5. Economic liberalization and growth may, but does not necessarily, lead to political liberalization. A number of communist countries, including Hungary, Poland, the former Yugoslavia, as well as the PRC, experienced decades of significant economic liberalization, while the political dictatorship continued. The unraveling of communist rule in Eastern Europe beginning in 1989 was not the result of intrinsic forces created by economic liberalization, but rather reflected the judgment by large parts of the population that they could seek greater freedom without risking massive repression by the Gorbachev-led Soviet Union.
6. The political, economic, and international success of the major democracies acted to provide the example and inspiration for the peoples of Eastern Europe to make efforts for greater freedom. The Soviet interventions of 1956 and 1968 made it evident that NATO would not use military means to assist those seeking freedom from communist rule. As a result, there was an understanding that political liberalization would have to come through the efforts of the citizens in each country. Just as democratic West Germany was an example for the people of East Germany, so too democratic, prosperous Taiwan is a powerful source of inspiration for those on mainland China who seek freedom.
7. Communist regimes use their political power to keep wages low and use forced labor to produce export products that yield hard currency which strengthens the regime and its military forces. During the detente of the 1970s, the Soviet Union used a significant part of its hard currency earnings gained through trade and Western investment to buy critical technology for a vast military buildup that increased the number of its deployed strategic nuclear warheads, from about 2,000 to 9,000 by the end of that decade.
8. Business interests trading with communist regimes, seek to maximize their sales and returns -- they will sell any dual use or military technology unless prohibited by their governments. It is up to the US and allied governments to control the export of sensitive technology to the PRC that could increase its military potential, especially in the domain of strategic nuclear forces.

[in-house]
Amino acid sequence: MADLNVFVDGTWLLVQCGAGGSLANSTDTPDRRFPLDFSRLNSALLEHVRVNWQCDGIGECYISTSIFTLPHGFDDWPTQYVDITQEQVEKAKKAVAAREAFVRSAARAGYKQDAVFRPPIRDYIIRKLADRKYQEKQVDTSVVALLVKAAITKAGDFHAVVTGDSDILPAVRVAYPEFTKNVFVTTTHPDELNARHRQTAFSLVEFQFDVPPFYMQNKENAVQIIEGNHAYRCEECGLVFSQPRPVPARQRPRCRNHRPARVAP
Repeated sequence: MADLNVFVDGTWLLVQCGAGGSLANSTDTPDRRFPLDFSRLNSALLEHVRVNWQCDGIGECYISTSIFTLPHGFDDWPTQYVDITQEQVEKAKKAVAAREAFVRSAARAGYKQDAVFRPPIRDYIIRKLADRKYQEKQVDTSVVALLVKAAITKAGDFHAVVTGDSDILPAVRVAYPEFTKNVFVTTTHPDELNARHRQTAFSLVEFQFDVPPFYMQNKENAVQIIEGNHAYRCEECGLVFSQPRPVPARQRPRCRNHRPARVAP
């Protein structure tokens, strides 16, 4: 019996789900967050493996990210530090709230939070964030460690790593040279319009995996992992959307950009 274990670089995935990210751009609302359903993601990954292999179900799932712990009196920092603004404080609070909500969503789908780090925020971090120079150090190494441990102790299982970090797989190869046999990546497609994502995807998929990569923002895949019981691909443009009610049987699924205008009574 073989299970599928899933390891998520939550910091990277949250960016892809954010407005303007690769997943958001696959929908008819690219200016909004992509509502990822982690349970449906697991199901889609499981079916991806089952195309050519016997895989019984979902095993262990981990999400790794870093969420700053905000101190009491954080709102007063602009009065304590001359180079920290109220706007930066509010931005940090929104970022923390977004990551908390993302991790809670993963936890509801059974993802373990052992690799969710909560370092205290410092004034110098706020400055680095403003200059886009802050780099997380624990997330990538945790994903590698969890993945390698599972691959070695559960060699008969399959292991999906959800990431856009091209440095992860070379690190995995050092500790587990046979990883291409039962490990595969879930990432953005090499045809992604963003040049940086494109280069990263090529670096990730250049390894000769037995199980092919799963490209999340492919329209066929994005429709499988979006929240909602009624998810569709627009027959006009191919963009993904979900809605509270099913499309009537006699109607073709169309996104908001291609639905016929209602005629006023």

9. Despite the longevity and apparent permanence of communist regimes, they can collapse quickly when their international aggression fails and a significant number of their citizens decide to seek freedom and democracy. During the 1980s, no new pro-Soviet regimes were established in the world, one in Grenada was succeeded by a democracy, foreign communist troops were forced by armed resistance movements to withdraw from Afghanistan, Cambodia, Angola. As the new Soviet leadership became less aggressive internationally and sought some degree of political opening domestically, the peoples of Eastern Europe liberated themselves and set the stage for the dissolution of the Soviet Union. It may take years or decades, but the people of the PRC could do the same. A democratic China would be a peaceful participant in international relations and might then be unified with Taiwan by mutual agreement.
As with the Soviet Union, the relationship with Communist China need not be one of unconditional engagement or of isolation, rather it should combine deterrence with principled and realistic engagement, as proposed by Reps. Christopher Cox and his colleagues in their recent legislation that seeks to encourage a "free, post-Communist China."
This op-ed originally appeared in The Washington Times on November 30, 1998
Dr. Constantine Menges, a scholar, author, and university professor, was a Hudson Institute senior fellow until July, 2004.